Slow down and stop breaking stuff

By Matt,

July 2023

Web Dev Insights

I’ve recently been thinking about the tech mantra “move fast and break things”. The sentiment is not bad (assuming you aren’t building something involving a person’s health or wellbeing).

The phrase gained popularity back in 2014 when it became Facebook's mission statement of sorts. (they've since changed it to "Move Fast with Stable Infrastructure, but thats not nearly as bombastic or catchy). The idea has broadly evolved in the last nearly-a-decade to mean 'perfection' is the enemy of 'done'. That it's better to make something quickly, test it and iterate on it until it is better. Then keep going until it is really good.

Move fast and break things - Facebook CEO Mark Zuckerberg onstage at the F8 conference 2014.

Credit Wiki Commons

In some ways we follow this pattern when we’re working. When we’re kicking around a design idea or some kind of technical challenge, we’ll often try to make that idea tangible as quickly as possible. That might be a drawing, it could be a quick design in Sketch, it could be a rough prototype in Codepen. It could even be a bit of paper with a hole poked through it to try and demo an animated masking technique (as happened last week). 

The point is, these are quick, rough prototypes which help us internally as a team make decisions on individual ideas and then move forward or discard them. Maybe that’s the spirit of the approach. Too often however, it feels like a Facebookism, meaning a lack of care or forethought. Why should we bother taking the time to think about it? It’s only a website.

Obviously companies working at the scale and influence of Facebook, Twitter, Chat GPT et al, probably need a more considered approach. Mistakes they make can have huge impacts on people’s lives (good and bad). But the sites we as an industry usually work on don’t have the same level of influence to undermine western democracy (as far as I know).

Breaking things

That may be the case, but who knows what these sites will turn into. At the milder end, you could make a logo which looks a bit like a swastika or a penis (see rules 1 and 2 of logo design). At the other end, you make a mistake which leaks someone’s location to an abusive partner. Without some research and critical thinking, ideally from a diverse and empathetic team, you might not even realise that an issue could exist.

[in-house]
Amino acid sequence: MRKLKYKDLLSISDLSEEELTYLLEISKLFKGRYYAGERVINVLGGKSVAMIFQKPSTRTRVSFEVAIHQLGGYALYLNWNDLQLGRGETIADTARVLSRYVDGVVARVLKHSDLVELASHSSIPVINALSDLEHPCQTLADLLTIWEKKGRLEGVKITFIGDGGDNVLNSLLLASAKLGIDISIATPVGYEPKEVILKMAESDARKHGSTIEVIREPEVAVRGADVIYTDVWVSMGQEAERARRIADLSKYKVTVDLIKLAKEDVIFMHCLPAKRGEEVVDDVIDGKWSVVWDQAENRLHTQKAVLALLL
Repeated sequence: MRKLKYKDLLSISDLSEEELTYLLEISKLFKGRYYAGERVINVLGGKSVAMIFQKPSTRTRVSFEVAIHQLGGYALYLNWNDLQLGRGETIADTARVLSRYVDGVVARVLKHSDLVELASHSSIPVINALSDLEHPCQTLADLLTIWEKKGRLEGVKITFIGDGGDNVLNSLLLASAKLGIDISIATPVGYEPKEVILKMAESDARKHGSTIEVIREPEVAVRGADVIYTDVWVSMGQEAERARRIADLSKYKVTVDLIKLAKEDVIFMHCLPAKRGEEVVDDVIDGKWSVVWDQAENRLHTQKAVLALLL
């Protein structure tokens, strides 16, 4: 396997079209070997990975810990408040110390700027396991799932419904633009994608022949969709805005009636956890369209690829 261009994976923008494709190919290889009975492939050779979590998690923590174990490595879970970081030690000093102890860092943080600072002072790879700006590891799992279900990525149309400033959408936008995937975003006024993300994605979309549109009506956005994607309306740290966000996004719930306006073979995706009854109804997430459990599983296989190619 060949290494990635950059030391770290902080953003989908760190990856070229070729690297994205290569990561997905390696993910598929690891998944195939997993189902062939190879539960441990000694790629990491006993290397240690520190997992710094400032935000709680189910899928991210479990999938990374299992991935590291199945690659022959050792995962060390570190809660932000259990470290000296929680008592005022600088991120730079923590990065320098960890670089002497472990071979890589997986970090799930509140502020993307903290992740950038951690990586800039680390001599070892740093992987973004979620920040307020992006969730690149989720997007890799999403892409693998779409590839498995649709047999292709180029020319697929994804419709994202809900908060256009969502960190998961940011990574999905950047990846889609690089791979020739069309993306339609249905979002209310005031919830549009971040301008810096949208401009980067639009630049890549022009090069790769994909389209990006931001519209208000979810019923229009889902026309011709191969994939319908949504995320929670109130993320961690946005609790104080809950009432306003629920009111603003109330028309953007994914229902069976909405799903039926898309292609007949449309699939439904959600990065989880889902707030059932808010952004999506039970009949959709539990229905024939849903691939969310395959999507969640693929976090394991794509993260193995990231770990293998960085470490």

Leaving aside doing reputational or actual harm to people or businesses, there is another, more easily sellable reason to slow down: client budget.

Clients don’t usually have the budget to reset and start over if you need to pivot on a design idea or some functionality. Whilst we always tell clients that a website is “never finished”, the nature of priorities and budgets for some clients means it will go in and out of focus for them and their team. Typically when a site is launched most clients might understand they will need to evolve it and keep the content moving, but they will also feel like that project is very much done. 

If it is not right, the likelihood for most would be that they continue trudging along down the wrong road for a couple of years before biting the bullet and investing in doing the process again (probably with a different agency).


This is why we always complete a thorough research phase at the start of every brand or digital project. This phase is called Discovery and it helps us understand an organisation’s audiences (and their needs), business goals, competitors, functional requirements, SEO strategy, and their measures of success. We speak to the team and their users, audit their existing brand collateral, dig into their analytics, review their existing content, prod and poke at their current user journeys, and so on until we really  understand the problems, challenges, and people involved.

All of this gives us a much better starting point, ensuring we’re moving in the right direction. To really strain the trip analogy, we’re planning the route, making sure we’ve packed everything, filled/charged the tank, and bought some snacks for the road. Once that is done, maybe we can take a detour, or stop and look at some sites on route. 

Maybe the title of this post isn’t right. Perhaps a more considered method would be “Start slow. Think. Get it (pretty much) right first time”. A refinement of an idea which was more or less right in the first place. We didn’t have to break anything at all…

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